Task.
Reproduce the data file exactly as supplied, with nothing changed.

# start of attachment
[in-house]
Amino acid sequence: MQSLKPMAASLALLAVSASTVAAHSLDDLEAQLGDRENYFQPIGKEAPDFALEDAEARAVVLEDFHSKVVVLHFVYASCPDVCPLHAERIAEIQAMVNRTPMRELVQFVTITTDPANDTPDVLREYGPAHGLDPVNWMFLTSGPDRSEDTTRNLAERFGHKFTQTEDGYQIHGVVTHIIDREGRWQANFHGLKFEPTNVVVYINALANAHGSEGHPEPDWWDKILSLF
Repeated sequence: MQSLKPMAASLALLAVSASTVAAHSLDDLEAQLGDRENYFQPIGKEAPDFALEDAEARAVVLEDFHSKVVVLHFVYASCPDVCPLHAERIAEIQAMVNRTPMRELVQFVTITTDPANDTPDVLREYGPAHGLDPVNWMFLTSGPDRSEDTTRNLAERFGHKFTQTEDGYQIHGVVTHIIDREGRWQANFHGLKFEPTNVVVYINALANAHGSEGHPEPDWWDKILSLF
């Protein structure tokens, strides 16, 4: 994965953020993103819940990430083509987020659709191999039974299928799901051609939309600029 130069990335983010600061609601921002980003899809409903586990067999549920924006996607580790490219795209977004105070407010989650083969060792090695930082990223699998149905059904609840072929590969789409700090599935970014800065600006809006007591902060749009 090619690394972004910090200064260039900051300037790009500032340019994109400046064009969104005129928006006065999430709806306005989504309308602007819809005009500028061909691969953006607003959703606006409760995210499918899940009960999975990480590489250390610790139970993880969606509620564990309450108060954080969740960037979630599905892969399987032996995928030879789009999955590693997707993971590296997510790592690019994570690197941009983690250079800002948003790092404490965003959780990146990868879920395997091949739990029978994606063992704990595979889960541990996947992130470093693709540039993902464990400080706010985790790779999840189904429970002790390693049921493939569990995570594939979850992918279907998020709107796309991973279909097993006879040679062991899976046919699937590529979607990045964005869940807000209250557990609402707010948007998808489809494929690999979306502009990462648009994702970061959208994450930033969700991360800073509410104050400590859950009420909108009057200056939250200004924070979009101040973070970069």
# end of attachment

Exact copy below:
[in-house]
Amino acid sequence: MQSLKPMAASLALLAVSASTVAAHSLDDLEAQLGDRENYFQPIGKEAPDFALEDAEARAVVLEDFHSKVVVLHFVYASCPDVCPLHAERIAEIQAMVNRTPMRELVQFVTITTDPANDTPDVLREYGPAHGLDPVNWMFLTSGPDRSEDTTRNLAERFGHKFTQTEDGYQIHGVVTHIIDREGRWQANFHGLKFEPTNVVVYINALANAHGSEGHPEPDWWDKILSLF
Repeated sequence: MQSLKPMAASLALLAVSASTVAAHSLDDLEAQLGDRENYFQPIGKEAPDFALEDAEARAVVLEDFHSKVVVLHFVYASCPDVCPLHAERIAEIQAMVNRTPMRELVQFVTITTDPANDTPDVLREYGPAHGLDPVNWMFLTSGPDRSEDTTRNLAERFGHKFTQTEDGYQIHGVVTHIIDREGRWQANFHGLKFEPTNVVVYINALANAHGSEGHPEPDWWDKILSLF
């Protein structure tokens, strides 16, 4: 994965953020993103819940990430083509987020659709191999039974299928799901051609939309600029 130069990335983010600061609601921002980003899809409903586990067999549920924006996607580790490219795209977004105070407010989650083969060792090695930082990223699998149905059904609840072929590969789409700090599935970014800065600006809006007591902060749009 090619690394972004910090200064260039900051300037790009500032340019994109400046064009969104005129928006006065999430709806306005989504309308602007819809005009500028061909691969953006607003959703606006409760995210499918899940009960999975990480590489250390610790139970993880969606509620564990309450108060954080969740960037979630599905892969399987032996995928030879789009999955590693997707993971590296997510790592690019994570690197941009983690250079800002948003790092404490965003959780990146990868879920395997091949739990029978994606063992704990595979889960541990996947992130470093693709540039993902464990400080706010985790790779999840189904429970002790390693049921493939569990995570594939979850992918279907998020709107796309991973279909097993006879040679062991899976046919699937590529979607990045964005869940807000209250557990609402707010948007998808489809494929690999979306502009990462648009994702970061959208994450930033969700991360800073509410104050400590859950009420909108009057200056939250200004924070979009101040973070970069």